4 out of 5
My love of stop motion animation has been around since I was a young child, and Gumby came into my life to help fuel my love of this underappreciated animation genre.
Let me tell you a little about myself – born in May of 1980 I wasn’t around to fully appreciate this classic Gumby show during its original airing. Since Gumby was first shown in the early 1950’s – I would have needed a time traveling DeLorean to pull that off. But instead – in the mid to late 1980’s they released a new Gumby show that featured brand new episodes mixed in with the classic episodes from the 1950’s. This was my first exposure to Gumby and his sidekick Pokey (the talking red pony). I would wake up early in the mornings on a school day – dress myself, fix my own breakfast, and sit down to watch good ole cartoons such as Teddy Ruxpin, Woody Woodpecker or Gumby. I gravitated towards Gumby because of the creativity it took to create and of course Gumby himself – an innocent bystander always finding some sort of mischief to make his day exciting or dramatic.
Fast forward to today – 2015. After viewing this DVD set (Gumby: Complete 50’s Series) – my love for Gumby grew even larger than it already was. I haven’t seen the show much since my childhood, but the instant that green character appeared on the screen… I felt like a kid once again waking up early in the morning to watch classic television. I marveled over the creativity – and as an adult I’m more amazed now than ever before. The amount of detail they created to construct the world surrounding Gumby and his friends is amazing. You could tell they put a lot of love into that show, and I can only imagine how fun it would have been to travel to the local hobby shop to pick up new set pieces that would create the scenes we see in this classic DVD set. Sure, the sets were simplistic, but so was the show… that’s what gave it charm and appeal. I especially love how Gumby himself is larger than some buildings in his town – and I even love the accidental mistakes that show up on the screen. For instance: fingerprints on the characters after moving them from pose to pose, lighting differences after capturing a new movement… this show wasn’t perfect, but that’s what I loved about it.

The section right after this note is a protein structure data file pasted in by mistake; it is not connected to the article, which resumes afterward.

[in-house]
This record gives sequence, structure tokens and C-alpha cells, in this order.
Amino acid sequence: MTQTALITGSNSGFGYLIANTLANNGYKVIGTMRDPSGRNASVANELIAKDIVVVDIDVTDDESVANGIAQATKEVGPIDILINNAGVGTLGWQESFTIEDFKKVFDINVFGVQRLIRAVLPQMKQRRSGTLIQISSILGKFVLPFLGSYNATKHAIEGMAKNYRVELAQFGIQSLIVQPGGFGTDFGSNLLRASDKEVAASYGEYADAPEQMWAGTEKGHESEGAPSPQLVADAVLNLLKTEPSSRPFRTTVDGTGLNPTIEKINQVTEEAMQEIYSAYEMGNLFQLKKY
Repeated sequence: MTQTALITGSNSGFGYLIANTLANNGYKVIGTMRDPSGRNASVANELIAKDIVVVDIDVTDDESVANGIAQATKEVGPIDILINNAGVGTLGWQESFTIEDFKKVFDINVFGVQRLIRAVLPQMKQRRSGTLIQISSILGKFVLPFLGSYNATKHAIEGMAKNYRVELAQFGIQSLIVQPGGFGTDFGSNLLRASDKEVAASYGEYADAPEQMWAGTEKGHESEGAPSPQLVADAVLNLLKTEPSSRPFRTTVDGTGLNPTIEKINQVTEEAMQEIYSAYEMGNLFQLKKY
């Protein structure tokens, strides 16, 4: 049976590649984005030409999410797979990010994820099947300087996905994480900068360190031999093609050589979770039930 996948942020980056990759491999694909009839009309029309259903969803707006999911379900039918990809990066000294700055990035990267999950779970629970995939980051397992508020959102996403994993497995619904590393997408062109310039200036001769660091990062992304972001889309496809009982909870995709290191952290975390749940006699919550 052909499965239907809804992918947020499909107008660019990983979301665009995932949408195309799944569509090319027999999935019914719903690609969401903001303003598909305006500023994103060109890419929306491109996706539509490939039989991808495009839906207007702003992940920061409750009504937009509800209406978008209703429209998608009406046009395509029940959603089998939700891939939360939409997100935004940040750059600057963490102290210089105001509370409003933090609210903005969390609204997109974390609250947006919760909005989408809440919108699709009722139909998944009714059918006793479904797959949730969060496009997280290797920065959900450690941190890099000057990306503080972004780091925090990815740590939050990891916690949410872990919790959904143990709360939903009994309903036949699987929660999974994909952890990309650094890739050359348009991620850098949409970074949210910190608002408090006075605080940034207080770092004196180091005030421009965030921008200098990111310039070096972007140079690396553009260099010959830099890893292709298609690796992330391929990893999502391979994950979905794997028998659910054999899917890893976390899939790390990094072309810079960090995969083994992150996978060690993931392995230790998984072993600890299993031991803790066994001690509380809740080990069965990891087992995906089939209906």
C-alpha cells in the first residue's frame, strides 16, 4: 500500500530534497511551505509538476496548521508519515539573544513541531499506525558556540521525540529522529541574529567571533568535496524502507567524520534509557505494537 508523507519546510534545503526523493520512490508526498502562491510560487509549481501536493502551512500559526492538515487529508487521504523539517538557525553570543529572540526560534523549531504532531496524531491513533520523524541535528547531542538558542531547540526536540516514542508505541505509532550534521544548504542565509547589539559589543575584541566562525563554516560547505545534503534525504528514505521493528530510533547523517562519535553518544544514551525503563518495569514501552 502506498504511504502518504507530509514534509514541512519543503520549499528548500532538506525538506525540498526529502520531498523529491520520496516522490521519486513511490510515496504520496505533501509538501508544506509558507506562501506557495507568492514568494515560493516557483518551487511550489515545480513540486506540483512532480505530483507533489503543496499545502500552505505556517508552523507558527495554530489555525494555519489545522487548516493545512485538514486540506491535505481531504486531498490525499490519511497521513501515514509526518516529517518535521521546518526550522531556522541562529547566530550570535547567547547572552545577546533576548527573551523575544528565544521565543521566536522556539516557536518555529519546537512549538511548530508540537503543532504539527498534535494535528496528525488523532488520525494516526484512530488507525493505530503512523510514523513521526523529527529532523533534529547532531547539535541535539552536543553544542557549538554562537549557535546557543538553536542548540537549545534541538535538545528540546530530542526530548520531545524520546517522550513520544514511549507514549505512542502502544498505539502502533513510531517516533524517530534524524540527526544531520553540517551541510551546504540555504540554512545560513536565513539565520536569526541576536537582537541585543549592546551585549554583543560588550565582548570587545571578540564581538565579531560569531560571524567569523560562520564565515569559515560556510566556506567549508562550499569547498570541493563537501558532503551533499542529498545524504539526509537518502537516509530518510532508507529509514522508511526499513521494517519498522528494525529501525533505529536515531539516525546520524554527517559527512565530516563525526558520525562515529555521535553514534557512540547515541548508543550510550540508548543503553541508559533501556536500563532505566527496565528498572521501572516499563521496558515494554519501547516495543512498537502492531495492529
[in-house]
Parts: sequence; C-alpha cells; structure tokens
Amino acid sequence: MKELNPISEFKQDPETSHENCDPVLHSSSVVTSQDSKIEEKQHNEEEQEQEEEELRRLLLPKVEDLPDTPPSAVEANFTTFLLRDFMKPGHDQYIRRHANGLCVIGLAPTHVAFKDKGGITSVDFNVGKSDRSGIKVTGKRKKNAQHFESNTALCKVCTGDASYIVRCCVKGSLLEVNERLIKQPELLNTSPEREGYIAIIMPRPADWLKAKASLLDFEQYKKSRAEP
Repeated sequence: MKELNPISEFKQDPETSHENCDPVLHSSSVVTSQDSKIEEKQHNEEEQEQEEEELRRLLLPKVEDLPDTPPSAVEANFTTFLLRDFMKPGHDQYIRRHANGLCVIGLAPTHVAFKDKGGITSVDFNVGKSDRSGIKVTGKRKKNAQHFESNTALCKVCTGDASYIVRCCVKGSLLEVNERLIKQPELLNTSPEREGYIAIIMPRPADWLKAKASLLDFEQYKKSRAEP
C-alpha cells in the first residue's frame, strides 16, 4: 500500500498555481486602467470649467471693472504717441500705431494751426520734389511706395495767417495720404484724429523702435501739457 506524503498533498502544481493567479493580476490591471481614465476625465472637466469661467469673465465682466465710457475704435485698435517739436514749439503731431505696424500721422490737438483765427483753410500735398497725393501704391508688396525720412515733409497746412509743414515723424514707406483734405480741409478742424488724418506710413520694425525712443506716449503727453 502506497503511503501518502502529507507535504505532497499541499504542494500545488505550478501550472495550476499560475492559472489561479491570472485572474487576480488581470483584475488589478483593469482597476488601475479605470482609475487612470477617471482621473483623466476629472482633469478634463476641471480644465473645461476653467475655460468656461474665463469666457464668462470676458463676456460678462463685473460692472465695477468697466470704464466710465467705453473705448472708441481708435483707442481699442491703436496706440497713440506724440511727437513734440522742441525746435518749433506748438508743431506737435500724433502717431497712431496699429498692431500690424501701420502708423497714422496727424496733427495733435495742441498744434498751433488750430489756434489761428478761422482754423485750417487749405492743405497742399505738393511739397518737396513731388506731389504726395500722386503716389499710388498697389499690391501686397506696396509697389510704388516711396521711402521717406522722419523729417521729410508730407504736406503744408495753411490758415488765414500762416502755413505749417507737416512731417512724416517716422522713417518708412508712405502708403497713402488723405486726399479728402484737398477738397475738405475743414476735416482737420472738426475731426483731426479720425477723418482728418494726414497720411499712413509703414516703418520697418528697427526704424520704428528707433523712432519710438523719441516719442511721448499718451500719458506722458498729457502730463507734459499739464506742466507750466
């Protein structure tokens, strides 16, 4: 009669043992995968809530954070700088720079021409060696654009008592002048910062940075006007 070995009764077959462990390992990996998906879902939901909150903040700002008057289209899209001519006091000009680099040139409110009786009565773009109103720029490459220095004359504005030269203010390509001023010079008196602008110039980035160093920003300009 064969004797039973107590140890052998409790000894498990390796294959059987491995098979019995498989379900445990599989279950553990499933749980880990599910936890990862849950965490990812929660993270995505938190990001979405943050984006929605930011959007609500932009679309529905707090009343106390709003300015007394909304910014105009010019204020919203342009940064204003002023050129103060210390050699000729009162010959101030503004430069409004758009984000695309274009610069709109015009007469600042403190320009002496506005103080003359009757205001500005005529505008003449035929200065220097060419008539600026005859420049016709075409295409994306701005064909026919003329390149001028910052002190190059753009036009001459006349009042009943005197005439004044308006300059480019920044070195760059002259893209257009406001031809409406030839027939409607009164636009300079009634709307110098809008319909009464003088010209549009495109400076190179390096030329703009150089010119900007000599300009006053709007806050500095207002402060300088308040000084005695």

I can honestly say that the plot development is poor. In fact, most episodes don’t seem to feature plots. It was almost as if they were creating the show as they filmed it. The show was never story driven, but it was always a cool visual stimulation and always took you on a wild ride. So come along – and join Gumby, Pokey, and the Blockheads on this amazing adventure to your childhood…. you won’t regret it.
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